No wonder then, the MSP was pegged by the BJP at one and a half times of the production costs, a move many claim will impact the farmers. Interestingly, the 1.5 times increase of MSP – as recommended by the M.S. Swaminathan Committee – was a promise BJP made when it came to power, but never implemented it. “Pressures are mounting, the BJP should have implemented the Swaminathan recommendation way back in 2014. Now it is expecting miracles to happen,” says social scientist Yogendra Yadav.
BJP leaders say the party’s rural focus was not at the cost of its urban voters.
“No party would like to allow rural discontent to rise. We are not only focussing on rural India, we have a huge urban base,” argues BJP’s Sambit Patra.
Some BJP insiders claim that the benefits of medical schemes will not be confined to rural India. The services of those in cities will be required to implement such government schemes, thereby creating more oppurtunities for the educated middle class. Health emergencies cause major impoverishment in Indian families, many turn to high-interest moneylenders to avoid India’s cash-strapped public hospitals, perennially low on doctors and medical equipments. But now, with the implementation of new schemes, there will be a demand for new hospitals, medical equipments, doctors, paramedics and the manpower associated with the medicare sector.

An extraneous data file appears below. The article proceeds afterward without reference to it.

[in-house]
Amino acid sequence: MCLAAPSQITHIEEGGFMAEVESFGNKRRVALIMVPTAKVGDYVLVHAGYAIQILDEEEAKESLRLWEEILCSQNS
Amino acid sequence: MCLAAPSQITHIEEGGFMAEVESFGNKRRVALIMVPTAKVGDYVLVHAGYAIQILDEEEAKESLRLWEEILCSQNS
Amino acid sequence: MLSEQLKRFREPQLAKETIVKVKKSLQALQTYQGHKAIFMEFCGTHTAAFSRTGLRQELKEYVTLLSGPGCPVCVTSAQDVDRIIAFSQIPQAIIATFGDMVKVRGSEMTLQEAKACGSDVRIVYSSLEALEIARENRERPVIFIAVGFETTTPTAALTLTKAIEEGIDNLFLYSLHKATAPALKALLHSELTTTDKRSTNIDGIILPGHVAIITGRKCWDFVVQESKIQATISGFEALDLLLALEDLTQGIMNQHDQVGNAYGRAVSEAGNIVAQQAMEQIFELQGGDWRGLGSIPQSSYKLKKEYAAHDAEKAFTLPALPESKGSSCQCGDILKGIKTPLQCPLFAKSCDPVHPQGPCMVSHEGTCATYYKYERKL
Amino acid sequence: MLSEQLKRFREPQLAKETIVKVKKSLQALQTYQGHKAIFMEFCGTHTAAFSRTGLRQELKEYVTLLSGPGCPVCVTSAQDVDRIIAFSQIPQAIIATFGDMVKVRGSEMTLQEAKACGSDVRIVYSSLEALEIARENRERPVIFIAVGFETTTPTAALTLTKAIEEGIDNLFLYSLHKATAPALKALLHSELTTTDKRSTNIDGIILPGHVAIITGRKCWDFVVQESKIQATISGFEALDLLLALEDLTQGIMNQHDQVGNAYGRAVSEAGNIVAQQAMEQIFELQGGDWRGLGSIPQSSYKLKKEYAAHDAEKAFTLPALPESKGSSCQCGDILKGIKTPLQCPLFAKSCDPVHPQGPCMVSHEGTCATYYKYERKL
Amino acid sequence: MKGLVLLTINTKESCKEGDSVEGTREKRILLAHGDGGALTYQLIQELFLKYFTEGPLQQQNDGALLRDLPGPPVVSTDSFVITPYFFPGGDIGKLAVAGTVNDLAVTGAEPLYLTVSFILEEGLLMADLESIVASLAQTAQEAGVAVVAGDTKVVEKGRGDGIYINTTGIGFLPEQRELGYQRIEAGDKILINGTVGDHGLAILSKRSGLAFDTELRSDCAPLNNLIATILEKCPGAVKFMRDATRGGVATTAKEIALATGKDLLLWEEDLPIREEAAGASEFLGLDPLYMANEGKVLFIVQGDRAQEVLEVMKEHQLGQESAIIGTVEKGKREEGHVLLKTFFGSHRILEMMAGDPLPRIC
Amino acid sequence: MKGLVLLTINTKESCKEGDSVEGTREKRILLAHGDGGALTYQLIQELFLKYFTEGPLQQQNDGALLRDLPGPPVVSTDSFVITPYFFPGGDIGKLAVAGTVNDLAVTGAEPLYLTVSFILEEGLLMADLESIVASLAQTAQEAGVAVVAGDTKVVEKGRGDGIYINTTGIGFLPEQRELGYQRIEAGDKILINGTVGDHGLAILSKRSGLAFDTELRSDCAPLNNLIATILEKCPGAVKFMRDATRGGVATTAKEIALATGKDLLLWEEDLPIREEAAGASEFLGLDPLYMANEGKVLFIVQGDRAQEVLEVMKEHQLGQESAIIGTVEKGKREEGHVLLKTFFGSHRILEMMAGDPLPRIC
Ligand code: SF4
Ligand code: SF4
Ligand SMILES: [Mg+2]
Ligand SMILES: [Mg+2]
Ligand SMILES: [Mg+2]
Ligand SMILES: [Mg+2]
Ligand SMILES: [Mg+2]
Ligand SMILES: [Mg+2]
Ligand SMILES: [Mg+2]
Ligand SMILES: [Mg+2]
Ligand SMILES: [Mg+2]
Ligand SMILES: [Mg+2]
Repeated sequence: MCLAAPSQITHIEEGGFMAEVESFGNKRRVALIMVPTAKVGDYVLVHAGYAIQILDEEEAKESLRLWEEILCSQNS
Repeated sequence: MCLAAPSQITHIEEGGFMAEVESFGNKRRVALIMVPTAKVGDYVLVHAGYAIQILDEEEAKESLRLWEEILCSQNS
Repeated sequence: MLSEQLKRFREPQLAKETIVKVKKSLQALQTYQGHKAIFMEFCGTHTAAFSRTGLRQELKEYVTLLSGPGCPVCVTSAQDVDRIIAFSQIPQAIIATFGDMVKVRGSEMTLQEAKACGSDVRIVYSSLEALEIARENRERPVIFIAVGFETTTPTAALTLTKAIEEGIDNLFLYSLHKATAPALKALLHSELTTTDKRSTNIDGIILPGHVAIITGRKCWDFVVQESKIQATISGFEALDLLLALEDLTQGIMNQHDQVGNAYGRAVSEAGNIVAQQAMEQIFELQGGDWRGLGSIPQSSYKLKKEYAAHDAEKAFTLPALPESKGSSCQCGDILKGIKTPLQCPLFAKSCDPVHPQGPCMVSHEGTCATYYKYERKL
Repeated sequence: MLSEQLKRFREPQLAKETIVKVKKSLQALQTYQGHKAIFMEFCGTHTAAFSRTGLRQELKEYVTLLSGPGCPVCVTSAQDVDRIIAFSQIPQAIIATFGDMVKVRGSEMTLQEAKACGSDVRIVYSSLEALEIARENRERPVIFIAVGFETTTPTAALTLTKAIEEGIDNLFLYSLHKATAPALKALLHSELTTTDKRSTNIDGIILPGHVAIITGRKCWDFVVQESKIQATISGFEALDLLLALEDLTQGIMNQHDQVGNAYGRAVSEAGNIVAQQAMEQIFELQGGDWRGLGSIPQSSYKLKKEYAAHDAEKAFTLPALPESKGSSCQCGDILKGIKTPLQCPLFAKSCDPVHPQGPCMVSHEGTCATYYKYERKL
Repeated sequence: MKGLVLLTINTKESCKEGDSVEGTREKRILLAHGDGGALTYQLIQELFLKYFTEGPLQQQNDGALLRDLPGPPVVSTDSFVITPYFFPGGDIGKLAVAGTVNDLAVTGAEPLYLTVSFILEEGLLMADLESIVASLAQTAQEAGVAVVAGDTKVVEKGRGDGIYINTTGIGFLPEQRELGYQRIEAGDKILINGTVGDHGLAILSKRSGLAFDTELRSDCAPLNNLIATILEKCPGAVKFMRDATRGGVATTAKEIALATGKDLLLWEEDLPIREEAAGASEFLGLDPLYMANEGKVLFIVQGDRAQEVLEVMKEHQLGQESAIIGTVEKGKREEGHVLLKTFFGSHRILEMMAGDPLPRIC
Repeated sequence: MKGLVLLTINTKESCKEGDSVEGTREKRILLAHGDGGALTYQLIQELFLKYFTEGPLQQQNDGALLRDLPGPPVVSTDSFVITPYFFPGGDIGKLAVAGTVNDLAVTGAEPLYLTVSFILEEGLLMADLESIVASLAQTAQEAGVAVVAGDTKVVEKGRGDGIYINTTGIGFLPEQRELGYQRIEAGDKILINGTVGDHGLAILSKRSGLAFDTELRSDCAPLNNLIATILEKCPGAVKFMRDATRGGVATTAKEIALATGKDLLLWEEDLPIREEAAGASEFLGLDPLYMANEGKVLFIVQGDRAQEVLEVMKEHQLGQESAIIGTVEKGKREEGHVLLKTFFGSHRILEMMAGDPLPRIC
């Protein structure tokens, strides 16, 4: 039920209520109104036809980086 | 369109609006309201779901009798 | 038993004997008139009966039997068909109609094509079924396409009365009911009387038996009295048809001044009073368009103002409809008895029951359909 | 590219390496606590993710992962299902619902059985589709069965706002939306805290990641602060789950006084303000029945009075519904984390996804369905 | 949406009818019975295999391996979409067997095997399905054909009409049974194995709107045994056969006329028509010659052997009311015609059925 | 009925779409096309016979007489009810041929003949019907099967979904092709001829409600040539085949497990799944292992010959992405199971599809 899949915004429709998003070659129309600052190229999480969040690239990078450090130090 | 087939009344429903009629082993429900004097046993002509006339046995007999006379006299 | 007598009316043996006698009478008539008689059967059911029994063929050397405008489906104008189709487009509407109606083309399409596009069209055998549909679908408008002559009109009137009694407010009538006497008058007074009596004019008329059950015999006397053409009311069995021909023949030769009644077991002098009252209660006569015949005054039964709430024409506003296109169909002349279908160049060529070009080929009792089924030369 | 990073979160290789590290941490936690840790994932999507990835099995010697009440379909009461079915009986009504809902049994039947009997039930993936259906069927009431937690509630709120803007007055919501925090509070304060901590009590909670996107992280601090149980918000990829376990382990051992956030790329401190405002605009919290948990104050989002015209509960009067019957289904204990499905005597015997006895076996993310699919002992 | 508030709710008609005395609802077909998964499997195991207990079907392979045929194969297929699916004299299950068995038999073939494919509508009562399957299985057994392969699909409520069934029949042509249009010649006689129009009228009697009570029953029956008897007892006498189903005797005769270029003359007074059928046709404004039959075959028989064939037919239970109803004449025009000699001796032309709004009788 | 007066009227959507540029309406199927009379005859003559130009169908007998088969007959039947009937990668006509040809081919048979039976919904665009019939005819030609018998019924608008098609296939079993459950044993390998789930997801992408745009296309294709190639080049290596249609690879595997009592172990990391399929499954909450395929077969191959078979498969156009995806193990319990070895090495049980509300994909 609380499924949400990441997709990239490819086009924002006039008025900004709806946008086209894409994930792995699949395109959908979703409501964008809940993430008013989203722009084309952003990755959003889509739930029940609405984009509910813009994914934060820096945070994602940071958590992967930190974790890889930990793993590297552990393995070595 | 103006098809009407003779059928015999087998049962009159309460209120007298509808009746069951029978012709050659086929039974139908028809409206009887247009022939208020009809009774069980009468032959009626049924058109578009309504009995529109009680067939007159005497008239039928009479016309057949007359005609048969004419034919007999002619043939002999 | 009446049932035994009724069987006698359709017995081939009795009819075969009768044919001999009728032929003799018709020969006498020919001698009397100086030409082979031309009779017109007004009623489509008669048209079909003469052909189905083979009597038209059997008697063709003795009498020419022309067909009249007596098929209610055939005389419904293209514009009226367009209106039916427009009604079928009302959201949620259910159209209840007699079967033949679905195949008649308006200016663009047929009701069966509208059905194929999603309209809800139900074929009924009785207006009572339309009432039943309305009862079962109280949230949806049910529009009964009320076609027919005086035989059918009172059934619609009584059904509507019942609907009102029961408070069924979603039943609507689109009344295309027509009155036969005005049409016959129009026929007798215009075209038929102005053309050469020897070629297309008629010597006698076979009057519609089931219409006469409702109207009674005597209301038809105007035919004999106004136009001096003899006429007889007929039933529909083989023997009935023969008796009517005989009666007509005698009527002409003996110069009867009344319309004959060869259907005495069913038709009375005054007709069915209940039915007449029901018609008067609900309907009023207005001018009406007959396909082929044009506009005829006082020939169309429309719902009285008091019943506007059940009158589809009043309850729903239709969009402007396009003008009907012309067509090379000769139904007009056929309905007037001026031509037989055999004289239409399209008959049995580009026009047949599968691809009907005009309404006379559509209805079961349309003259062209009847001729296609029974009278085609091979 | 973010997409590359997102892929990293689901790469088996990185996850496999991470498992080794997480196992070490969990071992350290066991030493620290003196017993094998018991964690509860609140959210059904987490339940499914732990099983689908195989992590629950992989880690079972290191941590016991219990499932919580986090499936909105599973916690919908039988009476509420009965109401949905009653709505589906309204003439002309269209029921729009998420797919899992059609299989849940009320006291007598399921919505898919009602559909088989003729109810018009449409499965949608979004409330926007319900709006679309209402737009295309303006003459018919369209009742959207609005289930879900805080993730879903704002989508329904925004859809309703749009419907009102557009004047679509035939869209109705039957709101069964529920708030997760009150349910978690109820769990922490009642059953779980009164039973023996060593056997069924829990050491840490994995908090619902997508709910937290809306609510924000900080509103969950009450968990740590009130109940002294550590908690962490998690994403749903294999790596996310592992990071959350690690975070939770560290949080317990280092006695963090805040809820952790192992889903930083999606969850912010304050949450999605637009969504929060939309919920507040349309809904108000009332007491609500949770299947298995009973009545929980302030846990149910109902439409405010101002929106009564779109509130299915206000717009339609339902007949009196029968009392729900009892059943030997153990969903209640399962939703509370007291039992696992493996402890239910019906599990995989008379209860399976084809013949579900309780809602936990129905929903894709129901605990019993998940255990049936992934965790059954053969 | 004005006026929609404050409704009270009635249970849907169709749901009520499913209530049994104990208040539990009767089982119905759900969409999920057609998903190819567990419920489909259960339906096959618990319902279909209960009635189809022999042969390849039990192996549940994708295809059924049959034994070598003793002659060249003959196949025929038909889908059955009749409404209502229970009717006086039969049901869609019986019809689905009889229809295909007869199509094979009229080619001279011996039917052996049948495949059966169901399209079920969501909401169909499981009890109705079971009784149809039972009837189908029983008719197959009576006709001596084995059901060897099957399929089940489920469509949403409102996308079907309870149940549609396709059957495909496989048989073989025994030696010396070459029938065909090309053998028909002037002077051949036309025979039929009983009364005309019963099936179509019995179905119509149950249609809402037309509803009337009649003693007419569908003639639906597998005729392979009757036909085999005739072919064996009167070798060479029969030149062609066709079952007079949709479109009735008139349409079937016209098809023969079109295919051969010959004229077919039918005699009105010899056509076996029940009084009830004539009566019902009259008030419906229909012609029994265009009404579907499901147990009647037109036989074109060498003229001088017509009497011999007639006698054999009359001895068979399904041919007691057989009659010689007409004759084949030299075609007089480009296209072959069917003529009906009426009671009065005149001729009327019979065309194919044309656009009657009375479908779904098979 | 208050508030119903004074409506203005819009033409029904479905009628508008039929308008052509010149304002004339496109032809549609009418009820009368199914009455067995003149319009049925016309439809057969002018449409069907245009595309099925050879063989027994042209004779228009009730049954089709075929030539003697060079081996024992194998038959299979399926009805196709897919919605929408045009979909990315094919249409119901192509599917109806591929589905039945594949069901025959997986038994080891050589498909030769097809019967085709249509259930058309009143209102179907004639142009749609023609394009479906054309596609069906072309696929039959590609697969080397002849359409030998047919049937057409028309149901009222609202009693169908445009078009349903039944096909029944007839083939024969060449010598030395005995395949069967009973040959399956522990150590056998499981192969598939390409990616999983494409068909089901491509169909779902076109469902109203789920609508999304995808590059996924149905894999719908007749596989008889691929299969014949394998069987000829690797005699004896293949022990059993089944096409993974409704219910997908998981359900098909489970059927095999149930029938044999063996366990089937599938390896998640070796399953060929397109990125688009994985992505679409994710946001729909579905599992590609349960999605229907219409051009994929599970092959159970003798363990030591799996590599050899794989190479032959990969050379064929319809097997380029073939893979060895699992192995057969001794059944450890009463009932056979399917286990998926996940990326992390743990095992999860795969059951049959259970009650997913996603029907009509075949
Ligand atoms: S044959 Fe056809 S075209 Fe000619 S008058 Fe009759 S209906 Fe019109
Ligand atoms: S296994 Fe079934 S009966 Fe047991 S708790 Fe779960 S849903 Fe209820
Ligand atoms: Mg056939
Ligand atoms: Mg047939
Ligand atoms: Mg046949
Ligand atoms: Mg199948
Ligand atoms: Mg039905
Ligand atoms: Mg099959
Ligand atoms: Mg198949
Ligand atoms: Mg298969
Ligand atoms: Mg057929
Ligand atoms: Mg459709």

“There will be some serious turnaround in the economy. The party hopes the markets to move to a new high by Diwali,” says BJP spokesperson and energy expert, Narendra Taneja.
But worries persist. The BJP knows managing the rural slowdown won’t be easy, anxieties about price rise are on a high across India and it could work against the government in the next elections. “This is a tightrope walk for the PM and his men. The policies of farm prices and loan waivers he is talking about may not benefit everyone in the countryside. But if he can manage it by the end of the year that would be a lot,” says AAP leader Raghav Chadha.